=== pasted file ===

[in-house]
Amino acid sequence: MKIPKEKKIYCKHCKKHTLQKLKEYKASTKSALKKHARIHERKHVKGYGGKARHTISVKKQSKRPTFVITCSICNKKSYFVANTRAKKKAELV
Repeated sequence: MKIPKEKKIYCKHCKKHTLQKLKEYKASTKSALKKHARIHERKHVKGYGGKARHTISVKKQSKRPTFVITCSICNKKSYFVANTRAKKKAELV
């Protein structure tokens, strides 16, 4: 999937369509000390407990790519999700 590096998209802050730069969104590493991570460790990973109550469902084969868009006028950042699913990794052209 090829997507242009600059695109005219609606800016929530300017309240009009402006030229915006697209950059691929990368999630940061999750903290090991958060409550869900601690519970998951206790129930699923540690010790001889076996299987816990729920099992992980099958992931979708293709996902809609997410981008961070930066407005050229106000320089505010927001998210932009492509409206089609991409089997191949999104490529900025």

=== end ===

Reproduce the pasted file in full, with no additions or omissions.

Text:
[in-house]
Amino acid sequence: MKIPKEKKIYCKHCKKHTLQKLKEYKASTKSALKKHARIHERKHVKGYGGKARHTISVKKQSKRPTFVITCSICNKKSYFVANTRAKKKAELV
Repeated sequence: MKIPKEKKIYCKHCKKHTLQKLKEYKASTKSALKKHARIHERKHVKGYGGKARHTISVKKQSKRPTFVITCSICNKKSYFVANTRAKKKAELV
């Protein structure tokens, strides 16, 4: 999937369509000390407990790519999700 590096998209802050730069969104590493991570460790990973109550469902084969868009006028950042699913990794052209 090829997507242009600059695109005219609606800016929530300017309240009009402006030229915006697209950059691929990368999630940061999750903290090991958060409550869900601690519970998951206790129930699923540690010790001889076996299987816990729920099992992980099958992931979708293709996902809609997410981008961070930066407005050229106000320089505010927001998210932009492509409206089609991409089997191949999104490529900025």